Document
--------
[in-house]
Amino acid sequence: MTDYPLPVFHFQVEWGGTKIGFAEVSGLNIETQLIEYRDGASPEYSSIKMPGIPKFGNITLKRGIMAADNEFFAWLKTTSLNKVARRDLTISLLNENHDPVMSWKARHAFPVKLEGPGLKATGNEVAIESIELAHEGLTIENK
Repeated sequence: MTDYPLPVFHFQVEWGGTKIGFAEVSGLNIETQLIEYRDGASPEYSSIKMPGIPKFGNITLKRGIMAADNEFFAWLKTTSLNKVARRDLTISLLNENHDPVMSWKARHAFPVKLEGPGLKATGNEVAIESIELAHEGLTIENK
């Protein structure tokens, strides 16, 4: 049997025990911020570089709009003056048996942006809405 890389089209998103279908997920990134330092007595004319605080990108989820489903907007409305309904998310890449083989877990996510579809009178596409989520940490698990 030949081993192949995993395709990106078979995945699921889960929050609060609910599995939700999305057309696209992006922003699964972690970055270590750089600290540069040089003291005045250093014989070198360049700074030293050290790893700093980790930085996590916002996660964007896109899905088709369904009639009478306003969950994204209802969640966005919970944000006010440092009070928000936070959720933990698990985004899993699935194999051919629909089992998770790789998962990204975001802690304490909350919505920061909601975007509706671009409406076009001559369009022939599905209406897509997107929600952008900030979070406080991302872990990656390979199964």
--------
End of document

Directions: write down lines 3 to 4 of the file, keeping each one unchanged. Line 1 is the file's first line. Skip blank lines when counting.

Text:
Repeated sequence: MTDYPLPVFHFQVEWGGTKIGFAEVSGLNIETQLIEYRDGASPEYSSIKMPGIPKFGNITLKRGIMAADNEFFAWLKTTSLNKVARRDLTISLLNENHDPVMSWKARHAFPVKLEGPGLKATGNEVAIESIELAHEGLTIENK
């Protein structure tokens, strides 16, 4: 049997025990911020570089709009003056048996942006809405 890389089209998103279908997920990134330092007595004319605080990108989820489903907007409305309904998310890449083989877990996510579809009178596409989520940490698990 030949081993192949995993395709990106078979995945699921889960929050609060609910599995939700999305057309696209992006922003699964972690970055270590750089600290540069040089003291005045250093014989070198360049700074030293050290790893700093980790930085996590916002996660964007896109899905088709369904009639009478306003969950994204209802969640966005919970944000006010440092009070928000936070959720933990698990985004899993699935194999051919629909089992998770790789998962990204975001802690304490909350919505920061909601975007509706671009409406076009001559369009022939599905209406897509997107929600952008900030979070406080991302872990990656390979199964």